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County Tyrone

Situated in Northern Ireland, County Tyrone combines the finest of outdoor Irish life – aided by a varied landscape that includes mountains, rivers and boglands that provide a scenic background for a variety of historical and cultural landmarks.

County Tyrone offers splendid accommodations in its towns, including Omagh, the county town and Strabane, the site of several castles, annual cultural events and regular heritage tours.

The elegant Sperrin Mountains provide a dramatic backdrop to this enchanting slice of Ireland, where some of the country’s most intriguing and widely visited heritage attractions can be found. 

County Tyrone Highlights

Monuments to the distant past of Ireland and its inhabitants are plentiful in County Tyrone. They include the mysterious Beaghmore Stone Circles, the purpose of which remains largely a mystery -- though many theories exist -- along with the numerous ancient cairns that can be found nearby.

A passage tomb sits atop the hill at scenic Knockmany Forest, along with a serene lakeside path for those less inclined to climb the steep slopes. Gortin Glen Forest Park is located in the scenic heart of the Sperrins, with plenty of opportunity to enjoy the forests and mountains and encounter native plants and animals – whether you choose to walk or drive through the preserve.

History and culture in County Tyrone can be explored to the fullest at several excellent heritage centres in the area. Benburb Valley Heritage Centre focuses on the local linen making process, and the area’s industrial history is accurately chronicled at Cornmill Heritage Centre, appropriately housed in a former cornmill.

Music and traditional dance are the featured topics at Dun Uladh Cultural Heritage Centre; dedicated to preserving centuries old cultural traditions and printing arts from centuries past are showcased at Gray’s Print Museum in Strabane.

Ulster American Folk Park is one of Ireland’s most popular visitor attractions. Its exhibits tell the story of life in Ireland, including during the difficult famine years and the following period of widespread emigration. The museums here display poignant mementoes of that time, including personal property and authentic documents of those years in the latter part of the 19th century.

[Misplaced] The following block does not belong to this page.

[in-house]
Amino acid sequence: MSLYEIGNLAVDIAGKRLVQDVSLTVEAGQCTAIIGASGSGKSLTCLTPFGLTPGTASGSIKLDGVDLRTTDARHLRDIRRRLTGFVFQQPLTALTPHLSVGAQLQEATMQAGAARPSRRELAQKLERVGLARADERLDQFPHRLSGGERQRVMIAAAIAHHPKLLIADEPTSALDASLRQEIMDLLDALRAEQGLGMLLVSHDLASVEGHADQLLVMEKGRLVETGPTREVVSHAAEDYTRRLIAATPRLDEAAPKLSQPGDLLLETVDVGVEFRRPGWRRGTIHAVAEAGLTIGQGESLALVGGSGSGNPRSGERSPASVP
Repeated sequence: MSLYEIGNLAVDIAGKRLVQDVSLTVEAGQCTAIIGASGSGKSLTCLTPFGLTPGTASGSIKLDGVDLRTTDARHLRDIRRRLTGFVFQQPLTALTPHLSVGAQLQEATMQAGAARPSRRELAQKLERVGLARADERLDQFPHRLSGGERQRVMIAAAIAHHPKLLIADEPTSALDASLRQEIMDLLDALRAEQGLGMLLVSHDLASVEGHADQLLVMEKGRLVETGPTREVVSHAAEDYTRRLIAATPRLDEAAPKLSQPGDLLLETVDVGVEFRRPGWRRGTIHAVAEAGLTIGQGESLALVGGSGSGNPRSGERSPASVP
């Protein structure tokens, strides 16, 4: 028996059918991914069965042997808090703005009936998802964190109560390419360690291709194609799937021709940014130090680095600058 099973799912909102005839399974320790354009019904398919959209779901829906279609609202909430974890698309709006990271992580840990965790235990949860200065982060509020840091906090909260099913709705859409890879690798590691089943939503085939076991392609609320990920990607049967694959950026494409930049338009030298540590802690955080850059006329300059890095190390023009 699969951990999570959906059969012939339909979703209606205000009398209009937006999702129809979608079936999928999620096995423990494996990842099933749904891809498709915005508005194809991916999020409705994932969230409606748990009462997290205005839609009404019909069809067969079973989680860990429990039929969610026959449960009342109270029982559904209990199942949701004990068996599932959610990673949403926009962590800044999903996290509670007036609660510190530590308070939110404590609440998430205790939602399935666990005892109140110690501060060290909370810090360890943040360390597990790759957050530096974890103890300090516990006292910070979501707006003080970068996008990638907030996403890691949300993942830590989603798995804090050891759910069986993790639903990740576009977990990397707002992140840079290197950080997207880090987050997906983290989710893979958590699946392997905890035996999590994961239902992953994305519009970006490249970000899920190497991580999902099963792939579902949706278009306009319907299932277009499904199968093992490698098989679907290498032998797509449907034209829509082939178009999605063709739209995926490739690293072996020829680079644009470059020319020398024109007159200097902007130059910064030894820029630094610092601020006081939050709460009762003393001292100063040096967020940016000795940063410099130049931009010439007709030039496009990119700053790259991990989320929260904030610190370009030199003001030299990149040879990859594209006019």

County Tyrone History

Inhabited for more than 6,000 years, County Tyrone’s name is derived from Tir Eogain, meaning land of Eoghan (Owen). In Irish lore, Eoghan was the kidnapper of St. Patrick.

The main ruling family in the region was historically the O’Neill clan, and they held power in Tyrone until the Flight of the Earls in the early 17th century. They were replaced by the Scots and English settlers of the plantation period that followed.

Many Tyrone residents emigrated to America and populated entire settlements there. Perhaps the most famous were the Mellon family, who amassed great fortunes in the New World, and later became prime benefactors for the creation of the Ulster American Folk Park.

Evidence of the period in Irish history known as The Troubles can be seen on the streets of the town of Strabane, which was the site of several bombings in latter years.

Omagh town was also the site of one of the main events of the Troubles when, in August 1998, a car bomb exploded in the town centre killing 29 people and injuring hundreds, most of whom were ordinary shoppers. Planted by republican dissidents, the Omagh bombing had been intended to destabilise peace talks between British prime minister Tony Blair and leaders from all sides of the Irish conflict. The talks eventually succeeded, culminating in the Belfast Peace Agreement, signed on 1999. 

Popular Tyrone Surnames

Common surnames in County Tyrone include

  • Breshahan
  • Cahan
  • Cochrane
  • Crawford
  • Donnelley
  • Laverty
  • Ferguson
  • McAleer
  • O'Neill
  • Quinn
  • Rafferty
  • Stewart
  • Sharkey
  • Watters
  • Wilson


Chapel @ Ulster American Folk Park, County Tyrone by Aidan McMichael


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